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Designerly Ways of Knowing: Design Discipline Versus Design Science

Designerly Ways of Knowing: Design Discipline Versus Design Science 08 Cross 5/20/01 10:59 PM Page 49 Designerly Ways of Knowing: Design Discipline Versus Design Science Nigel Cross Design and Science This is a revised version of a paper prepared I would like to begin this paper with a brief review of some of the for the Design+Research Symposium held at the Politecnico di Milano, Italy, May 2000. historical concerns that have emerged with respect to the relation- ship between design and science. These concerns emerged strongly at two important periods in the modern history of design: in the 1920s, with a search for scientific design products, and in the 1960s, with a concern for scientific design process. The 40-year cycle in these concerns appears to be coming around again, and we might expect to see the reemergence of design-science concerns in the 2000s. A desire to “scientise” design can be traced back to ideas in the twentieth century modern movement of design. For example, in the early 1920s, the De Stijl protagonist, Theo van Doesburg, expressed his perception of a new spirit in art and design: “Our epoch is hostile to every subjective speculation in art, science, tech- nology, etc. The new spirit, which already governs almost all http://www.deepdyve.com/assets/images/DeepDyve-Logo-lg.png Design Issues MIT Press

Designerly Ways of Knowing: Design Discipline Versus Design Science

Design Issues , Volume 17 (3): 7 – Jul 1, 2001

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References (25)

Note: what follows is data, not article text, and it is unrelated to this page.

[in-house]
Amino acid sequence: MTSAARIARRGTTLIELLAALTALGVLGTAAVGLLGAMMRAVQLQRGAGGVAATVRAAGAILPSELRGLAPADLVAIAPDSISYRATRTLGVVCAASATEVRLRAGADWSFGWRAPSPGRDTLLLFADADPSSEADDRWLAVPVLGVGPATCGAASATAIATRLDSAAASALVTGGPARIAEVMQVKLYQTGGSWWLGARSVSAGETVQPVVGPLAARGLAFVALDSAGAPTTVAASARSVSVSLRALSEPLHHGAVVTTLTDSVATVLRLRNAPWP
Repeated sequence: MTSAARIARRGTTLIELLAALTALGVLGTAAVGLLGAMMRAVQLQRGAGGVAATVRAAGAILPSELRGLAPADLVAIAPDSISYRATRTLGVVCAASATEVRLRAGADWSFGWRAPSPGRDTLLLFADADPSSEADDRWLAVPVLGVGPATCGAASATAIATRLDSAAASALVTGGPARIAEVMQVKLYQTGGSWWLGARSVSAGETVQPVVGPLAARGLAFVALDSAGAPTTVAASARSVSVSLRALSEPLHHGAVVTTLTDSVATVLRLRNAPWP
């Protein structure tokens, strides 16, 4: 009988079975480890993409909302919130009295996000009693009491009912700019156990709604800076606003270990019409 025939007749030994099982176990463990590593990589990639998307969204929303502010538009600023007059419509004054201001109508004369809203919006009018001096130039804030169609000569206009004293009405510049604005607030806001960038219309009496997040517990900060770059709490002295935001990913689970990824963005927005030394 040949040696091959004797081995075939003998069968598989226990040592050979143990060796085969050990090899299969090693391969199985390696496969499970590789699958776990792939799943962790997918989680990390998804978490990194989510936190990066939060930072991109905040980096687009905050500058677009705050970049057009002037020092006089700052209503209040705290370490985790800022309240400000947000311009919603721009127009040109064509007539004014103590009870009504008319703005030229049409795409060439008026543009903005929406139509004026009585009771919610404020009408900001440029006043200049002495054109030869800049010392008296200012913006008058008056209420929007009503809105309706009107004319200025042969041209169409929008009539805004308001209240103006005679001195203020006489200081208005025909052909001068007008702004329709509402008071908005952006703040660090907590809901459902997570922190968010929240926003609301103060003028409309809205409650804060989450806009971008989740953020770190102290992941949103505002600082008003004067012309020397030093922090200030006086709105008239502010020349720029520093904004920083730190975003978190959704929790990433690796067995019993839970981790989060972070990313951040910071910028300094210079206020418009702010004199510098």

Publisher
MIT Press
Copyright
© 2001 Massachusetts Institute of Technology
ISSN
0747-9360
eISSN
1531-4790
DOI
10.1162/074793601750357196
Publisher site
See Article on Publisher Site

Abstract

08 Cross 5/20/01 10:59 PM Page 49 Designerly Ways of Knowing: Design Discipline Versus Design Science Nigel Cross Design and Science This is a revised version of a paper prepared I would like to begin this paper with a brief review of some of the for the Design+Research Symposium held at the Politecnico di Milano, Italy, May 2000. historical concerns that have emerged with respect to the relation- ship between design and science. These concerns emerged strongly at two important periods in the modern history of design: in the 1920s, with a search for scientific design products, and in the 1960s, with a concern for scientific design process. The 40-year cycle in these concerns appears to be coming around again, and we might expect to see the reemergence of design-science concerns in the 2000s. A desire to “scientise” design can be traced back to ideas in the twentieth century modern movement of design. For example, in the early 1920s, the De Stijl protagonist, Theo van Doesburg, expressed his perception of a new spirit in art and design: “Our epoch is hostile to every subjective speculation in art, science, tech- nology, etc. The new spirit, which already governs almost all

Journal

Design IssuesMIT Press

Published: Jul 1, 2001

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